Abstract: As Henderson and Pochin point out in the introduction to their book, recent years have seen the concept of advocacy given increasing prominence in central and local government policy in the UK. It made an appearance in local community care and long-stay hospital closure plans. It features in reforms to the health service in England and Wales, in the form of the Patient Advocacy and Liaison Services (DoH 2000), while proposed changes to the mental health system also accord a key role to service users' advocates. In addition, Valuing People, central government's proposals on the future strategy for people with learning disabilities, promised the widespread development of advocacy services (DoH 2001). Advocacy, traditionally located on the margins of state activity in the UK, is experiencing something of an attempt to shift it into mainstream policy and service provision. This makes it a significant time to review the core values and practices that have distinguished advocacy from other forms of professional and voluntary intervention and to explore how these may be preserved and developed in the contemporary context.
Childhood disability and socio-economic circumstances in low and middle income countries: systematic review
Douglas E Simkiss, Clare M Blackburn, Felix O Mukoro, Janet M Read, Nicholas J Spencer
BMC Pediatrics , 2011, DOI: 10.1186/1471-2431-11-119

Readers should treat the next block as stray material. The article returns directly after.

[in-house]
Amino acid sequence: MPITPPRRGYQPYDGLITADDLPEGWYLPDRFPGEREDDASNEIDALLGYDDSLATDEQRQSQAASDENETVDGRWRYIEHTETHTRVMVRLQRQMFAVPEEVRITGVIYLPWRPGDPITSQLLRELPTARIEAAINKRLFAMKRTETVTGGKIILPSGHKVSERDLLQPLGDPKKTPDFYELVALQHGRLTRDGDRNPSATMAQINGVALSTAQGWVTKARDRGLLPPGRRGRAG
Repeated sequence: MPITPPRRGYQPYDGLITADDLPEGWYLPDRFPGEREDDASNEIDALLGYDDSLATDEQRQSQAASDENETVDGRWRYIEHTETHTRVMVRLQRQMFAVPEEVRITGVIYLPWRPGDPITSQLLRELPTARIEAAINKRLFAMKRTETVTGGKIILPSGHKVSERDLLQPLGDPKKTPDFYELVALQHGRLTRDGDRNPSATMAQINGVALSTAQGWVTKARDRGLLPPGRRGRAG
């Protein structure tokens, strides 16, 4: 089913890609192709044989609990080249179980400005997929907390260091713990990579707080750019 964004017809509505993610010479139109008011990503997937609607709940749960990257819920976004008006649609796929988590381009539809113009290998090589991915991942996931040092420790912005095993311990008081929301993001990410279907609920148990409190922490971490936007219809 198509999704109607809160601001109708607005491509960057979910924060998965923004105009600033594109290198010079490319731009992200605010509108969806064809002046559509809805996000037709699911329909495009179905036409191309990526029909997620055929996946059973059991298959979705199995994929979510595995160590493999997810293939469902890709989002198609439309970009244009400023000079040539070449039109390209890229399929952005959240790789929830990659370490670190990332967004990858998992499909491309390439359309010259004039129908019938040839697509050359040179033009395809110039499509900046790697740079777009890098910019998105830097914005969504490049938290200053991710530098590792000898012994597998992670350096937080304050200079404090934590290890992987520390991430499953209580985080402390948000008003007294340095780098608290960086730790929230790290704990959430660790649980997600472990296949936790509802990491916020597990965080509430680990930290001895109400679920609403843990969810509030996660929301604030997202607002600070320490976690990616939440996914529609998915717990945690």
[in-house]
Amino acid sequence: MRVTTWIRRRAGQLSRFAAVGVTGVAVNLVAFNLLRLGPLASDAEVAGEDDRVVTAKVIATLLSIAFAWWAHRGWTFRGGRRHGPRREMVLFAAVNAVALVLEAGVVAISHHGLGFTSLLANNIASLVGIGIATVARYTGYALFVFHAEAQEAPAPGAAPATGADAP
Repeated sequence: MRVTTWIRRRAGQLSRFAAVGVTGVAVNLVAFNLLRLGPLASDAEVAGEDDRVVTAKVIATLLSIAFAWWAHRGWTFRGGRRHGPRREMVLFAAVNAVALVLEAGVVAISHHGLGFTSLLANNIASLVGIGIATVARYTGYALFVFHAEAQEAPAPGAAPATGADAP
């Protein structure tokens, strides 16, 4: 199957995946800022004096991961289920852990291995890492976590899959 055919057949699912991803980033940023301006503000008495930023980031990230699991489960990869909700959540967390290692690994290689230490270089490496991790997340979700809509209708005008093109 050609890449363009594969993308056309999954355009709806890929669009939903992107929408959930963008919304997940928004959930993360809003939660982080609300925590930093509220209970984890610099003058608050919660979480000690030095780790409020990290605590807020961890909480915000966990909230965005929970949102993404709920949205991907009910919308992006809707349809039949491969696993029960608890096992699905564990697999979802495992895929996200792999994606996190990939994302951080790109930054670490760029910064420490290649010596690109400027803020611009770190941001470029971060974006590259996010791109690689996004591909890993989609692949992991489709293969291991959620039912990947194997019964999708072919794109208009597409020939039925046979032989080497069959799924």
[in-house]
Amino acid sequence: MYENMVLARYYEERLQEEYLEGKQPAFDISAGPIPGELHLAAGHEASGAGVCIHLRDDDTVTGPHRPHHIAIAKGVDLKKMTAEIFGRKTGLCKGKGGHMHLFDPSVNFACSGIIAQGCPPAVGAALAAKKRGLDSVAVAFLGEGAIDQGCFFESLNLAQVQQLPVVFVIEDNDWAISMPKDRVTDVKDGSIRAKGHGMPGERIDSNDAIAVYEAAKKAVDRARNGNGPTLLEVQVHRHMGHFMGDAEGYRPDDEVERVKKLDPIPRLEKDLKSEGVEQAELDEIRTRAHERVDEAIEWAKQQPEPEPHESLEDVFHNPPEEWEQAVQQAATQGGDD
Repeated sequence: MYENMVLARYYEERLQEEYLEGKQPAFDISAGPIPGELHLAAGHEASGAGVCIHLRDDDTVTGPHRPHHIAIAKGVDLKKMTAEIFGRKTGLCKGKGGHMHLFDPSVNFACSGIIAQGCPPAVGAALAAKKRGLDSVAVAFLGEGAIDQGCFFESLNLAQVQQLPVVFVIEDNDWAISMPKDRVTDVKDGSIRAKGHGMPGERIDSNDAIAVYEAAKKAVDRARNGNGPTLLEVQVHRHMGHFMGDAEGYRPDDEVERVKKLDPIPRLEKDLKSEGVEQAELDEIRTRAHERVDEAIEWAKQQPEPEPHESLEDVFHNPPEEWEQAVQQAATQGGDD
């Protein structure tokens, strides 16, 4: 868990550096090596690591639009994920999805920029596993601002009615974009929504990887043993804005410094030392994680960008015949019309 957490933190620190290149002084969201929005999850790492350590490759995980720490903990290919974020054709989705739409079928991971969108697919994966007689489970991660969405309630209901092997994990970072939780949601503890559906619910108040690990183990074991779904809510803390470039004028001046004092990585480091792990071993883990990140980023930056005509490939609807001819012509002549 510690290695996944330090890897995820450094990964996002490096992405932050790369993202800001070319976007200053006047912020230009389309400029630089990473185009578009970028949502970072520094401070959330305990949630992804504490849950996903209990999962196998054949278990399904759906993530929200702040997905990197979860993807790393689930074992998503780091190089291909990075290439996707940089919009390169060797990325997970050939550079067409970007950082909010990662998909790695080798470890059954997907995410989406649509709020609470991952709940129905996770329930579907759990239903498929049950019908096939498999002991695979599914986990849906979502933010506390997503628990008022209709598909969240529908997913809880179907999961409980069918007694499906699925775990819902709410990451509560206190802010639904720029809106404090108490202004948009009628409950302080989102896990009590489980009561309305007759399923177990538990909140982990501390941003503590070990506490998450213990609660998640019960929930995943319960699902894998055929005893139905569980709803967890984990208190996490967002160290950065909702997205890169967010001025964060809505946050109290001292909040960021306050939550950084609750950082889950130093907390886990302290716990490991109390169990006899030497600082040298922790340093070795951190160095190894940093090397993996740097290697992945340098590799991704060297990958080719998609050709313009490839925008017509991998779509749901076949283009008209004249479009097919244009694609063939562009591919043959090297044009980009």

Abstract: Electronic databases (MEDLINE; EMBASE; PUBMED; Web of Knowledge; PsycInfo; ASSIA; Virtual Health Library; POPLINE; Google scholar) were searched using terms specific to childhood disability and SECs in LAMI countries. Publications from organisations including the World Bank, UNICEF, International Monetary Fund were searched for. Primary studies and reviews from 1990 onwards were included. Studies were assessed for inclusion, categorisation and quality by 2 researchers.24 primary studies and 13 reviews were identified. Evidence from the available literature on the association between childhood disability and SECs was inconsistent and inconclusive. Potential mechanisms by which poverty and low household SEC may be both a cause and consequence of disability are outlined in the reviews and the qualitative studies. The association of poor SECs with learning disability and behaviour problems was the most consistent finding and these studies had low/medium risk of bias. Where overall disability was the outcome of interest, findings were divergent and many studies had a high/medium risk of bias. Qualitative studies were methodologically weak.This review indicates that, despite socially and biologically plausible mechanisms underlying the association of low household SEC with childhood disability in LAMI countries, the empirical evidence from quantitative studies is inconsistent and contradictory. There is evidence for a bidirectional association of low household SEC and disability and longitudinal data is needed to clarify the nature of this association.In 2004 the Global Burden of Disease report estimated that over 100 million children under the age of 15 years had a moderate or severe disability, the majority of whom live in low and middle income countries (LAMI) [1,2]. Research on these children in LAMI countries however, has been described as 'woefully inadequate' [3]. Reviews of research have found that the majority of studies have focused on cross-sectional, community